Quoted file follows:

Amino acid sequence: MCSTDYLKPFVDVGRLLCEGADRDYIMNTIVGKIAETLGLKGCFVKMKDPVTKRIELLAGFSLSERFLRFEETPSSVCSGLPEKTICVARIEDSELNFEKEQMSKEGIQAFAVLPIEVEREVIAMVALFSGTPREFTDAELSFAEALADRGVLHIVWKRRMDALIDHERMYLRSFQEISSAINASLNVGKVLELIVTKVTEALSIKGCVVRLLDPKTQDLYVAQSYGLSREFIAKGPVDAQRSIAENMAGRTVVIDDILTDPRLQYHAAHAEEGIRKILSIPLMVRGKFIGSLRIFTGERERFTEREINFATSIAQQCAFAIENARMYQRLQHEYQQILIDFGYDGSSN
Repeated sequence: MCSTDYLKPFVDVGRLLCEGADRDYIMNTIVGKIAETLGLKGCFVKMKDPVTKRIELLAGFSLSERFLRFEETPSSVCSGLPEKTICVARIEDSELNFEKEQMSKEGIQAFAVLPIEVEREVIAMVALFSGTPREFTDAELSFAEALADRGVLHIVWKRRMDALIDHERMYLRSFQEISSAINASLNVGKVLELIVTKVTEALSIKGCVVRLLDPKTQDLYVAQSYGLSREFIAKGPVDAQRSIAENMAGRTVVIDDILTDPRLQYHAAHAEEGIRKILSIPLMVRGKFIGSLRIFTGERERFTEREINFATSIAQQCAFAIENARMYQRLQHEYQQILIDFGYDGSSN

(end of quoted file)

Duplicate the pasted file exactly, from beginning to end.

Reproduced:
Amino acid sequence: MCSTDYLKPFVDVGRLLCEGADRDYIMNTIVGKIAETLGLKGCFVKMKDPVTKRIELLAGFSLSERFLRFEETPSSVCSGLPEKTICVARIEDSELNFEKEQMSKEGIQAFAVLPIEVEREVIAMVALFSGTPREFTDAELSFAEALADRGVLHIVWKRRMDALIDHERMYLRSFQEISSAINASLNVGKVLELIVTKVTEALSIKGCVVRLLDPKTQDLYVAQSYGLSREFIAKGPVDAQRSIAENMAGRTVVIDDILTDPRLQYHAAHAEEGIRKILSIPLMVRGKFIGSLRIFTGERERFTEREINFATSIAQQCAFAIENARMYQRLQHEYQQILIDFGYDGSSN
Repeated sequence: MCSTDYLKPFVDVGRLLCEGADRDYIMNTIVGKIAETLGLKGCFVKMKDPVTKRIELLAGFSLSERFLRFEETPSSVCSGLPEKTICVARIEDSELNFEKEQMSKEGIQAFAVLPIEVEREVIAMVALFSGTPREFTDAELSFAEALADRGVLHIVWKRRMDALIDHERMYLRSFQEISSAINASLNVGKVLELIVTKVTEALSIKGCVVRLLDPKTQDLYVAQSYGLSREFIAKGPVDAQRSIAENMAGRTVVIDDILTDPRLQYHAAHAEEGIRKILSIPLMVRGKFIGSLRIFTGERERFTEREINFATSIAQQCAFAIENARMYQRLQHEYQQILIDFGYDGSSN